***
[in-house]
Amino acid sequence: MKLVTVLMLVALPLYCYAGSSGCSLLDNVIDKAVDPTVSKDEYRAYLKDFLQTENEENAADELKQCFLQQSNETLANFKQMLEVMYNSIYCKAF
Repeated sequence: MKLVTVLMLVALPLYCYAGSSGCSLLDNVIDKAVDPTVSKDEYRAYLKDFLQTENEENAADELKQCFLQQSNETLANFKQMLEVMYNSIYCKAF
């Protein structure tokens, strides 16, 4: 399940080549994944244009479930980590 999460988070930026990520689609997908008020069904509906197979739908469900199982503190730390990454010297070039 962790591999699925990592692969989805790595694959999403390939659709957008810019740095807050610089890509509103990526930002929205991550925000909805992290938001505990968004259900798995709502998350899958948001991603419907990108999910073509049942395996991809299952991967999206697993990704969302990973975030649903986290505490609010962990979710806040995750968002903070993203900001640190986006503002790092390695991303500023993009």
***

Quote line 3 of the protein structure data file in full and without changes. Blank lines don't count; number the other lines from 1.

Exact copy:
Repeated sequence: MKLVTVLMLVALPLYCYAGSSGCSLLDNVIDKAVDPTVSKDEYRAYLKDFLQTENEENAADELKQCFLQQSNETLANFKQMLEVMYNSIYCKAF